top of page


Author:          Simon Warren

Publisher:    Frances Lincoln

Format:     Paperback

Price:        £8.99


Hills, climbs, mountains: call them what you will, gradients influence so much of our cycling. Routes are defined by them, equipment choice is dictated by them, and races can be won or lost on them. It is something of a surprise therefore that no-one had compiled the definitive guide to road cyclists’ climbs in the UK until Simon Warren started the task in 2010.

In his first book (‘100 Greatest Cycling Climbs’) Warren encouraged us all to “get out there and ride them all” – and many have done so. You even get a checklist in the back to complete as you go.

In his second book (‘Another 100 Greatest Cycling Climbs’) apologises to those who have completed all the climbs in the first book and thought that the challenge was complete, because he had “gone and doubled your work load”. 

It was no surprise that a second book was required, as with a limit of 100 Warren knew that difficult choices would have to be made for the first book and worthy climbs would be left out; in addition the initial focus had been on climbs that were famous as hill climb courses, whereas the second book had no such constraint.


The second book also invited suggestions from the public for “a real monster I’ve overlooked”, and there must have been an enthusiastic response because Warren is off again. However, the result is not ‘Yet Another 100 Greatest Cycling Climbs’, but instead a series of eight regional guides. First out of the blocks was South-East England, followed by Yorkshire, Wales, and Midlands – with the South-West to follow in early 2017.

The general principle is that all of the climbs in each region from the first two books are repeated, and then that number is at least doubled by new climbs to give you a total of 75 (except for the South-East, which only has 60). Owners of the existing books might be aggrieved that up to half of each regional guide is a repeat of what they already have, and some might question why the price is still the same despite the lower page count; however others will be pleased that the challenge of riding them all might be more achievable.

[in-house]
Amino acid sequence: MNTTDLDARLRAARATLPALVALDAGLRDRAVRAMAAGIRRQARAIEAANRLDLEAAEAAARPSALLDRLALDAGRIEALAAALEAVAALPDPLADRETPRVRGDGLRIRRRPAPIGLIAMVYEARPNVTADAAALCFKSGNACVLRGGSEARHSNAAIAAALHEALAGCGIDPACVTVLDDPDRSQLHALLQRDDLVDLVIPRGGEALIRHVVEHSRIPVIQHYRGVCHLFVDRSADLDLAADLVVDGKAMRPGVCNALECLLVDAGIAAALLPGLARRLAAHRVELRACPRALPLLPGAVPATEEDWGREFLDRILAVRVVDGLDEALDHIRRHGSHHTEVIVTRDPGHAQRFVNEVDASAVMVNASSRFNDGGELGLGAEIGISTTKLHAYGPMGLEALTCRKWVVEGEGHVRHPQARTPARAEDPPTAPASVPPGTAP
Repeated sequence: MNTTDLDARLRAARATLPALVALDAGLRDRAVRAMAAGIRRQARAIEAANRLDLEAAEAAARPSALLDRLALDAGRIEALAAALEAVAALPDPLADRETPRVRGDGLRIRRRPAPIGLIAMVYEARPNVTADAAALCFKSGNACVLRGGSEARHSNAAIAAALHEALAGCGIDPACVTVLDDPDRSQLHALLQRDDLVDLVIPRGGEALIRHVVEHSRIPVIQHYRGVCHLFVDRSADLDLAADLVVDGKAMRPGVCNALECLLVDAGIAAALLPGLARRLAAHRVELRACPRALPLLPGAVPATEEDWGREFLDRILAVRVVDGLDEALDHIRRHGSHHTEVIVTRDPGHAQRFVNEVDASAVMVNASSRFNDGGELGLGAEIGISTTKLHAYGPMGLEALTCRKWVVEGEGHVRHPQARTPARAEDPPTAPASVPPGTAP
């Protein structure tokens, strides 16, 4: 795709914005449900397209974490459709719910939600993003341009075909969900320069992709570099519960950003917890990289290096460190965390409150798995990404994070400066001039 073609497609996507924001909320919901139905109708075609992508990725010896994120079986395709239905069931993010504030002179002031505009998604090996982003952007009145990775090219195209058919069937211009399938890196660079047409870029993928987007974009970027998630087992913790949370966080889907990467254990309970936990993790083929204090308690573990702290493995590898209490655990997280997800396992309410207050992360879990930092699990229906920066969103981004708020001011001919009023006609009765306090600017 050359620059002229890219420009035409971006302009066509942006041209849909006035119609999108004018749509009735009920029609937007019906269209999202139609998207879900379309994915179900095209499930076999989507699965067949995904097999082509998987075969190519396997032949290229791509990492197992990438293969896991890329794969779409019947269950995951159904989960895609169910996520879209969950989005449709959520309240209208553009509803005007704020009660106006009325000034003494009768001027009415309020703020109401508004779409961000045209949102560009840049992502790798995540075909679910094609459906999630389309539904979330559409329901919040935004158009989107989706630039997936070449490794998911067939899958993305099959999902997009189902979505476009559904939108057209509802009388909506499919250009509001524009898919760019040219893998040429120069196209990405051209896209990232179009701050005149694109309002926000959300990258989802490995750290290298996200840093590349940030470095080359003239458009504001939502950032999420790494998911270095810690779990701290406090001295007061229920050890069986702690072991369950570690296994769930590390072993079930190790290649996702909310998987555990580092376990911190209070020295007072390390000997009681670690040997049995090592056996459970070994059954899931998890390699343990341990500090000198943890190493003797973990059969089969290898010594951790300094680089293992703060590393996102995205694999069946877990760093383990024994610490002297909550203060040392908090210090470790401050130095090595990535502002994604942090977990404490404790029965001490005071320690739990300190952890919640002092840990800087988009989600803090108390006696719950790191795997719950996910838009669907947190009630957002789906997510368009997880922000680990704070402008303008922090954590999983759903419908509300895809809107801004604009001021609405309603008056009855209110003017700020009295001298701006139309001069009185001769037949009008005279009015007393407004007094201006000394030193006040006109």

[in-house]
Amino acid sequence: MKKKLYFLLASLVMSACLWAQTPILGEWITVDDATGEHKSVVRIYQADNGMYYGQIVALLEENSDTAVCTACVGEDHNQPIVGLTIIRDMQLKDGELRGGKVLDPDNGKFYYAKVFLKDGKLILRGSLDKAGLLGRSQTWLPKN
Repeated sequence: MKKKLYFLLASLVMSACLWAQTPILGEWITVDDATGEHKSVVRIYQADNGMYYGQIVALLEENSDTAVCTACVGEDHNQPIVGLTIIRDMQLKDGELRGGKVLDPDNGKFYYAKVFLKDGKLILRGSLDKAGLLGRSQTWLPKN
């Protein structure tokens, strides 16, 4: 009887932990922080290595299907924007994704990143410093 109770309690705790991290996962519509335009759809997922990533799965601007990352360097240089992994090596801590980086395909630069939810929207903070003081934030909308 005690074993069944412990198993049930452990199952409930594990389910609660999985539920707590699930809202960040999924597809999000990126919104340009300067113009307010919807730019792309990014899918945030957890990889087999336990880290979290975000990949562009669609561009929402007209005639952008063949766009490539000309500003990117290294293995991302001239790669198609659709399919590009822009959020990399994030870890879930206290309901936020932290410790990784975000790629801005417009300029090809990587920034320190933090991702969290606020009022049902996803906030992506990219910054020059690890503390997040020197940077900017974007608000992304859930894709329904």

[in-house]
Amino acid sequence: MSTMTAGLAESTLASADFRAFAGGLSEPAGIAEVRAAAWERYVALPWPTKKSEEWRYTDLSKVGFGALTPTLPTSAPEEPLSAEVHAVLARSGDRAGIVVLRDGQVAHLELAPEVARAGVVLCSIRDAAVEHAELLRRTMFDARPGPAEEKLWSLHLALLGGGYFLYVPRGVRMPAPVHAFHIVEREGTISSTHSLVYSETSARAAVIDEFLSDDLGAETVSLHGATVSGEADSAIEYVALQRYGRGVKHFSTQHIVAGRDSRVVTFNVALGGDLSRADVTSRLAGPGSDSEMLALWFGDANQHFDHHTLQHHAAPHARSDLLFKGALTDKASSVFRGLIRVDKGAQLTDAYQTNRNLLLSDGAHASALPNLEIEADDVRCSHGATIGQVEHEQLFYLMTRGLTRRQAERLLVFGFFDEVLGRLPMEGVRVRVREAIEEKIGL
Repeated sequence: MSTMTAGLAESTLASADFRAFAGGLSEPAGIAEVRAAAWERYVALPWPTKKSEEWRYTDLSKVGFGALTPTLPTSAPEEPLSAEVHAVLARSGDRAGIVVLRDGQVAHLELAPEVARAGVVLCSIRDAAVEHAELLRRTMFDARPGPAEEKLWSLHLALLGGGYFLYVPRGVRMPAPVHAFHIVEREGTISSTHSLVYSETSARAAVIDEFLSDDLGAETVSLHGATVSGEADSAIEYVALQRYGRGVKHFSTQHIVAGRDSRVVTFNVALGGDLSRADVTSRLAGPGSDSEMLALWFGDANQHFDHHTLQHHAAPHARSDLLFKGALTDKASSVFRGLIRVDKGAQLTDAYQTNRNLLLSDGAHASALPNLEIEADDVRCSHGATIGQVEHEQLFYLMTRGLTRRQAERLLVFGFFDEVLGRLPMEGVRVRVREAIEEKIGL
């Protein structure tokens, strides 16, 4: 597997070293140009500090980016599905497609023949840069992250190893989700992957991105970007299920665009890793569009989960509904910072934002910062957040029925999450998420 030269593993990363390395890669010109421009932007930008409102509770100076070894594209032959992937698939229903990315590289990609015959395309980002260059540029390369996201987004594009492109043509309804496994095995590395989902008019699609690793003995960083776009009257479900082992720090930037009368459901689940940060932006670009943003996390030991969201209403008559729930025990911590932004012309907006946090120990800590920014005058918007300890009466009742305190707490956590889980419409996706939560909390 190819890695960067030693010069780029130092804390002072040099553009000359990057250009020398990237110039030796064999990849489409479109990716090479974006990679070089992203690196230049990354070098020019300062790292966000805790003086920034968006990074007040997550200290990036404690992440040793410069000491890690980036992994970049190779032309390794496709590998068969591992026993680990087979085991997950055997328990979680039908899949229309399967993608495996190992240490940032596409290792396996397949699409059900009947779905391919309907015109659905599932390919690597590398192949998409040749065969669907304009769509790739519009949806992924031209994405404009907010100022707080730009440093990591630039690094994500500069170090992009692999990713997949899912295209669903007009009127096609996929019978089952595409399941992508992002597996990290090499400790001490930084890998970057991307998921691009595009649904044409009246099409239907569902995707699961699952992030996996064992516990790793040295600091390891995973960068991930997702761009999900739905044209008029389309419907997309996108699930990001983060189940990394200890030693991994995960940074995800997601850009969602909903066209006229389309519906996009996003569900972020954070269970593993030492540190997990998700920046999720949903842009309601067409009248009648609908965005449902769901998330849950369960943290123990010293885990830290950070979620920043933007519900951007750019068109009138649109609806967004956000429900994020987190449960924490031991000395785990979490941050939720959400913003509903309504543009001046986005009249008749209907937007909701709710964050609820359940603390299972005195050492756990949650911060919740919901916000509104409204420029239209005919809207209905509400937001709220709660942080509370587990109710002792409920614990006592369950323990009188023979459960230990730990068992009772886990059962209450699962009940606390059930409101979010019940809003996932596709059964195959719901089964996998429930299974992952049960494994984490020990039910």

The format remains the same, with a reasonable map, key facts and figures, and the all-important elevation profile. This all leads to ‘marks out of 10’, where “the rating is an amalgamation of gradient, length, the likely hostility of the riding conditions, and the condition of the surface”.

Actually, Warren has decided that two climbs (so far) deserve the “Spinal Tap-esque rating of 11/10”: Bealach-Na-Bà (in Scotland), and Great Dun Fell (in England).

In the guide for Wales Warren introduces us to a climb that he says is just as “utterly awesome” as those two, even though it only merits a rating of 8/10. Stwlan Dam shows that it is not just about being the longest or the steepest that makes a climb worthwhile: the right mixture of location, features, and terrain can also make for a memorable ride that should be on your ‘to do’ list.

As Warren says, “any hill ridden hard will hurt you”, but he still set himself the challenge of describing the experience of riding each hill in the paragraph that accompanies its entry. Many and varied are the ways in which he can say essentially the same thing: “your legs scream”, “you’ll be ready to collapse”, “the hurt begins”, “grapple with gravity’s pull”, “fighting to stay upright” – and so on.

Each little vignette is packed with useful tips on how best to tackle the hill, what to expect on the way up, and a reminder that there is always a reward when you get to the top - whether it be a view, the descent, or the opportunity to go on to other climbs as part of a longer route. 

You might rightly assume that Warren is rather good at going uphill himself, having ridden all of these climbs and more. However, he can still suffer like the rest of us: he gives the example of his first attempt on Brown Clee Hill, where he “had to stop and walk three times” – but what do you expect if you are using a gear of 39 x 26? He did return with a different bike and managed it in one go.


I doubt that Warren appreciated quite what he was letting himself into with his first book, but I am glad that he continues to bring some great climbs to our attention. My holiday destinations are often influenced by the climbs in his guides, and I look forward to that continuing for many more years.

What might happen when you read one of Simon Warren's guides .... Richard Burt and Mike Pridmore-Wood did .... and here's the result!

Published so far;

Cycling Climbs of .... South East England  .... of Wales .... of Yorkshire ....

and "coming soon" (as of January 2017 .... of Scotland .... and of south West England ....

Read our review of Cycling Climbs of South East England for a flavour of the regional/national guides.



Ryton On Dunsmore

Coventry  CV8 3FH


bottom of page